The Shadow Lantern, by Teresa Flavin, for Timeslip Tuesday

The Shadow Lantern, by Teresa Flavin (Templar July 2014, upper middle grade, moving YA-ward), is the third book about two young teenagers, Sunni and Blaise, who slip into the pasts shown in the magical paintings of the Renaissance artist Fausto Corvo.   In this book, a travelling showman comes to town, with a shadow lantern--an antique slide projector-- and three glass slides hand-painted by Corvo himself.   Like Corvo's other paintings, the slides are magical portals through which Sunni and Blaise can pass, and long as the oil lamp illuminating the images stays lit, they can explore at their leisure.  At first it seems safe enough--simple sight-seeing trips to Venice, Prague, and Amsterdam of four hundred and a bit years ago. But it turns out that the slides hold the clues that lead to the most magical of Corvo's paintings....paintings that his old enemy, Sorenzo, trapped in the world of the paintings, is still determined to find.
Now Sorenzo has a hostage--Sunni and Blaise's art teacher could not resist passing through one of the slides himself.   And to make matters worse, the showman cannot resist projecting one of the magical slides onto Corvo's huge masterwork painting, The Mariner's Return to Arcadia, the one that started the two kids' adventures....a painting whose layers hold monsters....

Sunni and Blaise, inside the slide, watch in horror as Amsterdam goes mad around them, subsumed by the chaos of the larger painting.   And there is Sorenzo, drawing every closer to claiming Corvo's lost paintings for himself....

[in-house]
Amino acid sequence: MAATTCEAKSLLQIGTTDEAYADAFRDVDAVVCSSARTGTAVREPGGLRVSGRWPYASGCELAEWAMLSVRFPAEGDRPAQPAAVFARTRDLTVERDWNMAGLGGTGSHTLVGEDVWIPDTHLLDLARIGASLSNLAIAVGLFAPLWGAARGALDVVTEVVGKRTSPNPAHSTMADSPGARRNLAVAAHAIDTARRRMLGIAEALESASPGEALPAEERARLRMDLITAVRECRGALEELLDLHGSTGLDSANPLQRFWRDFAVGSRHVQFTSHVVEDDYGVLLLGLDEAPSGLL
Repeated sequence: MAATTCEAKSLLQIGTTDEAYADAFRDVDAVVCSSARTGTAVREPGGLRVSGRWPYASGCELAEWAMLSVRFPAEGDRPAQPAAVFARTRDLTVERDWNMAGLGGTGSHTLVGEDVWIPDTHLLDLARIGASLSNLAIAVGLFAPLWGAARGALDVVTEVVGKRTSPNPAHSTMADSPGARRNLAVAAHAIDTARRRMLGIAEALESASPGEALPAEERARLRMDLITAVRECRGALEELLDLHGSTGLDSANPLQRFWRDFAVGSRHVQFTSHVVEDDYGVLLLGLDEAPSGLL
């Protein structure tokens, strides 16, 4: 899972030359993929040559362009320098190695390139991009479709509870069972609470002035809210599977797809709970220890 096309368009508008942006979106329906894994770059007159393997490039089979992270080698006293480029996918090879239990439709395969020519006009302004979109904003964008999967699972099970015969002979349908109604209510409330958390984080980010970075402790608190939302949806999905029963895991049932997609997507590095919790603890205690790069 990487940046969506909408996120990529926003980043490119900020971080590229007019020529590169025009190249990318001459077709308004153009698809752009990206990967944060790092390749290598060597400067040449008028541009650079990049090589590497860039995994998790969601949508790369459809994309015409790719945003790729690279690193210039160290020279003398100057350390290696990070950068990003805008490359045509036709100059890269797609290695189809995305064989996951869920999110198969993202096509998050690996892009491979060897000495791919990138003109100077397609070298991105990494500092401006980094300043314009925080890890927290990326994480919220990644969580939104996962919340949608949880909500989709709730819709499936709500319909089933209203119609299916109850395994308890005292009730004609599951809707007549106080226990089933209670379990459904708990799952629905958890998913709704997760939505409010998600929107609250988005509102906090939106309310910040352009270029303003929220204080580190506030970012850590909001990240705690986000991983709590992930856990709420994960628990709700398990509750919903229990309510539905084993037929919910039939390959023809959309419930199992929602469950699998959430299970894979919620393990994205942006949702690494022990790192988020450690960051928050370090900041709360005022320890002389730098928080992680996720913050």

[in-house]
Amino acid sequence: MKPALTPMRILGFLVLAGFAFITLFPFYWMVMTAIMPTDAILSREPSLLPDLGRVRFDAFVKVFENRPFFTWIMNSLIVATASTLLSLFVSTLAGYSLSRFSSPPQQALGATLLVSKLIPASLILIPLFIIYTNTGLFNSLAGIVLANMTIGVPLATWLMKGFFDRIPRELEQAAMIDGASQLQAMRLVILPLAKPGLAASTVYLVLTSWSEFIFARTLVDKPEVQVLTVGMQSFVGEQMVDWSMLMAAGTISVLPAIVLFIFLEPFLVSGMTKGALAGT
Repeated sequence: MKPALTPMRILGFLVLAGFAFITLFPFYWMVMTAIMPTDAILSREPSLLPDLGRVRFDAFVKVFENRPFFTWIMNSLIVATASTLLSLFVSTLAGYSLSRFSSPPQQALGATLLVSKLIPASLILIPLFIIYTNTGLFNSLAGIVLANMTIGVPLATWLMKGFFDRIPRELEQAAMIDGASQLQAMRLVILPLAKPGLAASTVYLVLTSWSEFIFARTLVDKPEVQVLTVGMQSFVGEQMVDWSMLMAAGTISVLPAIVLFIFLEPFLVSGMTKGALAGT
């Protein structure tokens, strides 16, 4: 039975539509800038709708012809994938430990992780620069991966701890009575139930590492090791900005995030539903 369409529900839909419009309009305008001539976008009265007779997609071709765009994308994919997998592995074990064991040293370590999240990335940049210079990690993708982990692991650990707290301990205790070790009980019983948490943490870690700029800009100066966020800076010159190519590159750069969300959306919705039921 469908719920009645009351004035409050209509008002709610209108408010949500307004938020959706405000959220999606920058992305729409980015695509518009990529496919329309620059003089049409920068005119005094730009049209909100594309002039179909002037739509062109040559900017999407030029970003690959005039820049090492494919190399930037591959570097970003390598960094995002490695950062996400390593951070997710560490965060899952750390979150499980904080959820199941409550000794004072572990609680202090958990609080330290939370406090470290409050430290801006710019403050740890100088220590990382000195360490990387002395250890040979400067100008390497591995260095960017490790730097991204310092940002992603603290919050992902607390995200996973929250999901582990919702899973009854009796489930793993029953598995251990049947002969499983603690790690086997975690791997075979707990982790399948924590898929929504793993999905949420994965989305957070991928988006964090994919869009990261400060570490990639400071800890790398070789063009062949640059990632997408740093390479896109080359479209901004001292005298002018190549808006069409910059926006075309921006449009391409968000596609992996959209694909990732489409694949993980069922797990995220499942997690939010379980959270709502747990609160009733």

I enjoyed the first two books just fine (here's my review of The Crimson Shard, the second book), and this third one also.  They're good reading for those who like fantasy and magic that's tasty for the mind--it's not fantasy with swords and spells and epicness of all sorts, but more an intellectually pleasing expedition that intrigues through the true strangeness of the vistas it offers (not sure that made much sense....).  The rich and detailed descriptions of the strange lands inside the paintings are incredibly vivid, and the books are worth reading for that part of the journey alone.   And although Sunni and Blaise don't actually Do a whole heck of a lot (especially in this third book), they are perfectly reasonable companions for the reader, and it was nice to see their relationships develop.

The time travel in The Shadow Lantern is primarily tourism to the past...but because Fausto Corvo created the slides as a pathway to finding his pictures, there's a bit more point to it.  That being said, once the slide of Amsterdam becomes subsumed by The Mariner's Return, it really reads more like a portal fantasy than time travel. 

Time travel through paintings isn't as common a plot device as one might think (or I'm just reading the wrong books).   Apart from this series, the only example I can think of is the Mary Poppins story (in Mary Poppins Comes Back, I think) where Jane goes into the world painted on a china plate....It's a lovely, enchanting premis--portal fantasy mixed with time travel!-- and I'd love to know of more examples.

1 comment:

  1. Charlie Bone, in Jenny Nimmo's Children of the Red King series, travels through paintings. I'm not positive, but I think I remember that some of his travels are through time as well as space.


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